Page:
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'Shaolin' Ribeiro Plans Appeal, Should Ask for Rematch Instead

Vitor 'Shaolin' Ribeiro has a reason to be upset about his split decision loss to Lyle Beerbohm at last weekend's Strikeforce event in St. Louis. As bad decisions in MMA go, this one was particularly baffling.

Ribeiro spent most of the fight tying Beerbohm up in one submission after another. A game Beerbohm escaped again and again, but never managed to mount much offense of his own. When two of the three judges gave him every round on their scorecards, it was difficult not to wonder how simply surviving warranted such a clear victory.

But in an interview with Brazilian website Tatame, Nova União's Andre Pederneiras said that the team plans to file an appeal with the Missouri Office of Athletics with the hope of getting the fight changed to a no contest.

"They can't do that, is absurd, it's not right. Even if I have to ask the help of a lawyer, I will change this outcome," said Pederneiras.

American Top Team's Alex Davis, who said he isn't Ribeiro's manager, but rather a friend of the young Brazilian who wants to help out, told MMA Fighting, "It was a stupid decision. Nothing against the other kid, he's tough and all that, but 'Shaolin' definitely won the fight. Tell me how Beerbohm won? Please. I just don't understand it."

As someone who was in the arena that night and scored the bout 30-28 for Ribeiro, I don't understand it either. What I have even more trouble comprehending, however, is exactly what Ribeiro and his team think they'll accomplish with this appeal.

Getting an athletic commission to admit error and reverse the outcome of a bout is hard enough when you've got an airtight complaint. If there was a foul or referee error involved (such as in the Mike Aina-Billy Evangelista fight, which was eventually changed from a DQ win for Aina to a no contest), then maybe – maybe – you'd have a chance.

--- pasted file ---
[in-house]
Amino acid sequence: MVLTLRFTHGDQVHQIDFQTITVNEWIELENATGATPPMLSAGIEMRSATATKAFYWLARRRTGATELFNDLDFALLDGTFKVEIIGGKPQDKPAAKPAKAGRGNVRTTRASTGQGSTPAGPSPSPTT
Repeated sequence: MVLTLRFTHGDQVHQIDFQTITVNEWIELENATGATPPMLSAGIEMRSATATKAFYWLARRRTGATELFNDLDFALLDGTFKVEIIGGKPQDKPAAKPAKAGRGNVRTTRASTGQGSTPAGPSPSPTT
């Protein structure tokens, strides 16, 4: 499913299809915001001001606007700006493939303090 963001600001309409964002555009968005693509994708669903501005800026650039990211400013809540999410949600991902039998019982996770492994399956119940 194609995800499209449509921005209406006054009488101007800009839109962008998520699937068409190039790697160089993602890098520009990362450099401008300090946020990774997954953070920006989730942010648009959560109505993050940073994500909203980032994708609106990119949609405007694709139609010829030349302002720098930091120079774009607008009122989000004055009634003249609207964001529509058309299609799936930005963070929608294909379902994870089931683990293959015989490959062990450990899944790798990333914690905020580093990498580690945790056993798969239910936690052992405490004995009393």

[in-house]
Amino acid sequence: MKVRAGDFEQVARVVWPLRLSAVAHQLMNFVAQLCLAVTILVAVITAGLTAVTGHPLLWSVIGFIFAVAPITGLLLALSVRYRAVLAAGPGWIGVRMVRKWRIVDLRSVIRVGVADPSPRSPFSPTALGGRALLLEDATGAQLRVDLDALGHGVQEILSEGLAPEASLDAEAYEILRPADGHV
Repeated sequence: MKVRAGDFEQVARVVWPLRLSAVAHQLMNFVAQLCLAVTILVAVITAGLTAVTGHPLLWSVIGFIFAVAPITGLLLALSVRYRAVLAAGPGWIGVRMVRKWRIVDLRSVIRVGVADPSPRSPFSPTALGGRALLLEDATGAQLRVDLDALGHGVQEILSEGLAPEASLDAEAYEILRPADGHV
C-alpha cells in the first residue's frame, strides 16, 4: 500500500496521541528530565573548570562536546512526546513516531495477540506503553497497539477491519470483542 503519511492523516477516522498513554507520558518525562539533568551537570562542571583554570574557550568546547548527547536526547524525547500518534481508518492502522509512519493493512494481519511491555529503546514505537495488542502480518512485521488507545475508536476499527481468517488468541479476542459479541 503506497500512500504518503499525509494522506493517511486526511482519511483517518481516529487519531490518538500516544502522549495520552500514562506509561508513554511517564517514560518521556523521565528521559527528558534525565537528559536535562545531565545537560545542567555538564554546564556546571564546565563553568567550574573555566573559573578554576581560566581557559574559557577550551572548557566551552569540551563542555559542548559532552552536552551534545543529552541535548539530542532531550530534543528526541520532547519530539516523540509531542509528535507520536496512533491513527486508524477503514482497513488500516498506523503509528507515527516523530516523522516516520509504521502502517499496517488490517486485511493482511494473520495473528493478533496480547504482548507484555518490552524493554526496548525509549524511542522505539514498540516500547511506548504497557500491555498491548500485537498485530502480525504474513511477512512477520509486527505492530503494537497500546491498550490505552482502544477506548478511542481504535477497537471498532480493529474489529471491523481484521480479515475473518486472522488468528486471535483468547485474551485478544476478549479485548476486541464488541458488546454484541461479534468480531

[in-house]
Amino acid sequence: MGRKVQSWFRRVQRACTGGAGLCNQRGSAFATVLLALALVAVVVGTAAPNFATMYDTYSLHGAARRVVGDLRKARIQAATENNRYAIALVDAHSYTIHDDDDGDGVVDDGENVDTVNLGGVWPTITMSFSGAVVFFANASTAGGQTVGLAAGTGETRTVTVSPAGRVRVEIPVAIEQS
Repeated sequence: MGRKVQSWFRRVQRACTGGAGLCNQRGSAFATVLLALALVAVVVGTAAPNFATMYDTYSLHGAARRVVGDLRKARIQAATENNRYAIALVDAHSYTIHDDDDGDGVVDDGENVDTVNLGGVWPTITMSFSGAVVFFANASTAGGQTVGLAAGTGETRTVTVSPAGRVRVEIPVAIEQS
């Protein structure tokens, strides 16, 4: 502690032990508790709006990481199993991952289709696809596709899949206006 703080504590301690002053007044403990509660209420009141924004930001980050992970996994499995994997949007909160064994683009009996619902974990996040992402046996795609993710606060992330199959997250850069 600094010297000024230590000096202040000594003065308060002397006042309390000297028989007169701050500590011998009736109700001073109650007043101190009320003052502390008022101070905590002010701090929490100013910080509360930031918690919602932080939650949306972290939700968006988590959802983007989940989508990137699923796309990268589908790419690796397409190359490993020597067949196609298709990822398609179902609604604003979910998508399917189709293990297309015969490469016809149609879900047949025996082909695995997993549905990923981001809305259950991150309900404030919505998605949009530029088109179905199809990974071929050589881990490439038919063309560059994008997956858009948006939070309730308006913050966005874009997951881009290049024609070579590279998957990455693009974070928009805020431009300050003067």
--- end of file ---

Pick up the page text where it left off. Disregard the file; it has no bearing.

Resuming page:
But a judges' decision is essentially a matter of opinion. It's three separate people all looking at something and trying to come to a conclusion about what it is they're seeing. As far as methods for deciding the winner of a fight go, it's a lot like that old saw about democracy: it's the worst system, except for every other system.

If athletic commissions were to start overturning judges' decisions simply because one fighter felt like he got the short end of the stick, they'd be setting a very dangerous precedent. Pretty soon they'd be inundated with appeals, and the decisions announced on fight night would start to feel like preliminary rulings.

When a fight goes to a decision after fifteen full minutes of action, it's usually because the bout was pretty close. It's somewhat unusual to find a fighter who thinks the judges made the right call by raising the other guy's hand.

Ribeiro has a legitimate gripe, and anyone who saw the fight knows it, but it's not the worst robbery we've ever seen. It's less a travesty of justice than it is an honest, but still surprisingly bad error in judgment.

Instead of looking backwards with an appeal that is dead before it even begins, he should look to the future. Ask Strikeforce for the chance to make it right. Tell Scott Coker you want a rematch. And then finish the fight yourself so that the judges don't ever have the chance to get it so wrong.

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